Tuesday, June 01, 2010

PEARLS ~ June Birthstone

Pearls ... Pearls ... Pearls ...

Pearl  is a Birthstone for June, and for the astrological signs of Scorpio and Cancer. It is the traditional gift for a 30th anniversary (reflecting its historical high value), although in the modern lists Pearls are to be given for the twelfth anniversary.

A pearl is a hard object produced within the soft tissue (specifically the mantle) of a living shelled mollusk. Just like the shell of a mollusk, a pearl is made up of calcium carbonate in minute crystalline form, which has been deposited in concentric layers. The ideal pearl is perfectly round and smooth, but many other shapes of pearls (baroque pearls) occur. The finest quality natural pearls have been highly valued as gemstones and objects of beauty for many centuries, and because of this, the word pearl has become a metaphor for something very rare, fine, admirable, and valuable.

The unique luster of pearls depends upon the reflection, refraction, and diffraction of light from the translucent layers. The thinner and more numerous the layers in the pearl, the finer the luster. The iridescence that pearls display is caused by the overlapping of successive layers, which breaks up light falling on the surface. In addition, pearls (especially cultured freshwater pearls) can be dyed yellow, green, blue, brown, pink, purple, or black.

Valuable pearls occur in the wild, but they are very rare. Cultured or farmed pearls from pearl oysters make up the majority of those that are currently sold. Pearls from the sea are valued more highly than freshwater pearls. Imitation or fake pearls are also widely sold in inexpensive jewelry, but the quality of their iridescence is usually very poor - and generally speaking, artificial pearls are easily distinguished from genuine pearls. Pearls have been harvested and cultivated primarily for use in jewelry, but in the past they were also stitched onto lavish clothing. Pearls have also been crushed and used in cosmetics, medicines, or in paint formulations.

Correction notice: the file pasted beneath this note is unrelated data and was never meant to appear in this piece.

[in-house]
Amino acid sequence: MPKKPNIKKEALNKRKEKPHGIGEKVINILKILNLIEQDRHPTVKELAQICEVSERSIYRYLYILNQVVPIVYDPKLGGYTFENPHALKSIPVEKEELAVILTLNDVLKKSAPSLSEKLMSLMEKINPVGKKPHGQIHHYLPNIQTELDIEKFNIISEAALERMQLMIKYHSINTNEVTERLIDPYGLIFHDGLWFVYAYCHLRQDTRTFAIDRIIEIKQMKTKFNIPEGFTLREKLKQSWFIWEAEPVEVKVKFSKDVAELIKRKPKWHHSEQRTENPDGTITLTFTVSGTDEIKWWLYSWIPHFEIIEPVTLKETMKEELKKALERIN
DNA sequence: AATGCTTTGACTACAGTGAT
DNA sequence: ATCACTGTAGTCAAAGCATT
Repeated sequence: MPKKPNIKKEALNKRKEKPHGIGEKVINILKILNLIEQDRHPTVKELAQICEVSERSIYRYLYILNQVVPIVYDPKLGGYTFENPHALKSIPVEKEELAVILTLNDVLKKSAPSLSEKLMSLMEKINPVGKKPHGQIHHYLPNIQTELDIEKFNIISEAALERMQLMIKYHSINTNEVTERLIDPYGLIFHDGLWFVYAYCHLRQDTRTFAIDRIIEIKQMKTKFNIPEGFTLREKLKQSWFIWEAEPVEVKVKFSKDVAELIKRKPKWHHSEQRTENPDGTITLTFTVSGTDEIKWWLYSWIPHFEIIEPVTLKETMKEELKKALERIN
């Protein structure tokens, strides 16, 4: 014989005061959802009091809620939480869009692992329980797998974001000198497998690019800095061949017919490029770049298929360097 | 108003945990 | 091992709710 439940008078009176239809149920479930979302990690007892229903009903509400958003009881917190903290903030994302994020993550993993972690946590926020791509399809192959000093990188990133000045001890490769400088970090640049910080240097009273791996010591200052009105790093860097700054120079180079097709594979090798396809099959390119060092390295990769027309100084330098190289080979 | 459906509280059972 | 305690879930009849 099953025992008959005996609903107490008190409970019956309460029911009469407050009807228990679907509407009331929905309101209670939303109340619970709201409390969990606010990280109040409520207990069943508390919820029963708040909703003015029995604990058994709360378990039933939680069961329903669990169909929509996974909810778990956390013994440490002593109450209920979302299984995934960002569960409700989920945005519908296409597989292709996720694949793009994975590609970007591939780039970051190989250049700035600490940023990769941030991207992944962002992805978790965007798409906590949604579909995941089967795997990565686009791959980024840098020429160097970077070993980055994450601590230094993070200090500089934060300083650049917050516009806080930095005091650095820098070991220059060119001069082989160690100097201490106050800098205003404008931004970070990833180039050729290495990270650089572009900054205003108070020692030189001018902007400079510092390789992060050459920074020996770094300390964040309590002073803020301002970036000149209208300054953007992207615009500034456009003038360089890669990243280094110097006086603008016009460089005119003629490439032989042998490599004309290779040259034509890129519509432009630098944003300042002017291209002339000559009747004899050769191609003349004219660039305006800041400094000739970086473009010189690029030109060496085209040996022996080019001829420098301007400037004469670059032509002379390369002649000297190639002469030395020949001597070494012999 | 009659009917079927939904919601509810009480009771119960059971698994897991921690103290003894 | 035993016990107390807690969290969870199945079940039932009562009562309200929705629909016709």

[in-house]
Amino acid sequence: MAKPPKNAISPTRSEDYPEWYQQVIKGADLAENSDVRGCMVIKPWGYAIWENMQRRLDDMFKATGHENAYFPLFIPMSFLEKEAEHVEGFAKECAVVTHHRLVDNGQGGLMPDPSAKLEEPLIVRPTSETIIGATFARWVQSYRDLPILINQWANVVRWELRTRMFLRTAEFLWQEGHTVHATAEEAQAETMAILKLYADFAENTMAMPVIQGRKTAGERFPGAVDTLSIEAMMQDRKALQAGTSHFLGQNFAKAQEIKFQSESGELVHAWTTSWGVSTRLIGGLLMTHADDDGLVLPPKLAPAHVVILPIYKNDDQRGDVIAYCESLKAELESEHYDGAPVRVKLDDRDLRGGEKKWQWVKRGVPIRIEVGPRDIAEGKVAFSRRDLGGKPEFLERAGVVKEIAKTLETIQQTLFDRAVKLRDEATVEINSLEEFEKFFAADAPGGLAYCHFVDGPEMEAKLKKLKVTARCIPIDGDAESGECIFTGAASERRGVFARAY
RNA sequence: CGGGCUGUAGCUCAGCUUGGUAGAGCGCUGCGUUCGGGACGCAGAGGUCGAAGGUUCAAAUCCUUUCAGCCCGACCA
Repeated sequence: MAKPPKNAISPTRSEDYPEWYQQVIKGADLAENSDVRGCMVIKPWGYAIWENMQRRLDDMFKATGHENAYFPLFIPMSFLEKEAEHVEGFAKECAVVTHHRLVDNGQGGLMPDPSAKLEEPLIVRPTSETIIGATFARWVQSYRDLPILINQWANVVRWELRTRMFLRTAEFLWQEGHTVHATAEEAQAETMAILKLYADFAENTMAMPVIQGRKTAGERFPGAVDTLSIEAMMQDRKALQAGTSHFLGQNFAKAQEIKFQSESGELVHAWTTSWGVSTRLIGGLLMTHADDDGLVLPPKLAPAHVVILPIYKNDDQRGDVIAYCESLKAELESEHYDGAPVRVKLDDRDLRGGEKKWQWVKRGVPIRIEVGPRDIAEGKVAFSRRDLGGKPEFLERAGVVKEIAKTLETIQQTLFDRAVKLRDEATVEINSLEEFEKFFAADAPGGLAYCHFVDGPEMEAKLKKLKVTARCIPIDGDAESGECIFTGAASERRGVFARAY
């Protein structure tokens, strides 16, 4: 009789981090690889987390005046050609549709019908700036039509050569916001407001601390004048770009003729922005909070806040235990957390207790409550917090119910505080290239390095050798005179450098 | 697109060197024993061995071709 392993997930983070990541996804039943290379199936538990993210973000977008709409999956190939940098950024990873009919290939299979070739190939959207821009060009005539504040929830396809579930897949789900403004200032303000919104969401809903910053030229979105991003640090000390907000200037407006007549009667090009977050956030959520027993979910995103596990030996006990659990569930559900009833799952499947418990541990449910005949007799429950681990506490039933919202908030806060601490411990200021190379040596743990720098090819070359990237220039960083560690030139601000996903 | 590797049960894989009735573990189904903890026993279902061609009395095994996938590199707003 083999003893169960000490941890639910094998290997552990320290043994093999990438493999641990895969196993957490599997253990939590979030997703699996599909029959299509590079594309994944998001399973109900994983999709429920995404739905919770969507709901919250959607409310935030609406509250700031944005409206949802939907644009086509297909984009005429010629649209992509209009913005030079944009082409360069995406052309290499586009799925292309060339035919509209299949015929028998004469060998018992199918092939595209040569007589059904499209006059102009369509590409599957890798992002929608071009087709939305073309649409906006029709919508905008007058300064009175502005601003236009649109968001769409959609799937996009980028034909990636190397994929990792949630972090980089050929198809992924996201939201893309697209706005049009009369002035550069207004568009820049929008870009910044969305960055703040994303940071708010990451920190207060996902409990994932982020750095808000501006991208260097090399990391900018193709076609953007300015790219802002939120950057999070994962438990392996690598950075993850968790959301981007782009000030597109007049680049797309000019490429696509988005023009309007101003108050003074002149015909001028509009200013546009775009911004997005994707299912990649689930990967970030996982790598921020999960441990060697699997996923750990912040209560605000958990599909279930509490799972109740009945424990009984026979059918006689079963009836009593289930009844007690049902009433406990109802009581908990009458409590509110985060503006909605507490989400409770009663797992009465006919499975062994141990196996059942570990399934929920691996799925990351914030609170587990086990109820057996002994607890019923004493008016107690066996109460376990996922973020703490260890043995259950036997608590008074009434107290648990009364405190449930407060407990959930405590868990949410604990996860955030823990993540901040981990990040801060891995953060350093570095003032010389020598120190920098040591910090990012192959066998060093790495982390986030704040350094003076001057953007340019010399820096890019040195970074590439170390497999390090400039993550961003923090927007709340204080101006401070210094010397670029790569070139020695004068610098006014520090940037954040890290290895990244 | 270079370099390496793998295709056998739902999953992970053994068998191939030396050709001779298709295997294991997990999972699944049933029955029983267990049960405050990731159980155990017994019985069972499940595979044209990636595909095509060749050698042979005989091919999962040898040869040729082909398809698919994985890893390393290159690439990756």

Freshwater and Saltwater pearls
Freshwater and saltwater pearls may sometimes look quite similar, but they come from different sources.

Natural freshwater pearls form in various species of freshwater mussels, family Unionidae, which live in lakes, rivers, ponds and other bodies of fresh water. These freshwater pearl mussels occur not only in hotter climates, but also in colder more temperate areas such as Scotland: see the freshwater pearl mussel. However, most freshwater cultured pearls sold today come from China.
For those who love the look of pearls, but don’t enjoy the price tag, Freshwater pearls are the least expensive, while remaining quite attractive. They are especially desirable for rope necklaces made of several strands which are twisted about each other or long opera-length strands.

Another advantage of Freshwater pearls is their innate durability, which naturally resists chipping, degeneration, and wear.

Saltwater pearls on the other hand grow within pearl oysters, family Pteriidae, which live in oceans. Saltwater pearl oysters are usually cultivated in protected lagoons or volcanic atolls.
Natural pearls have always been deemed rare, and are universally costly. They are most commonly sold by their carat weight, however, most of the natural pearls on the market today are vintage pearls, as virtually every pearl producer now relies on cultured pearls. Natural pearls are simply too risky, rare, and expensive to find and sell.

It is recommended that if you do have the opportunity to buy a natural pearl, you should refrain from buying it unless it comes with an official gemological x-ray certificate, which proves that it is natural, and states its quality. For something so rare, expensive, and beautiful, a little security is a must.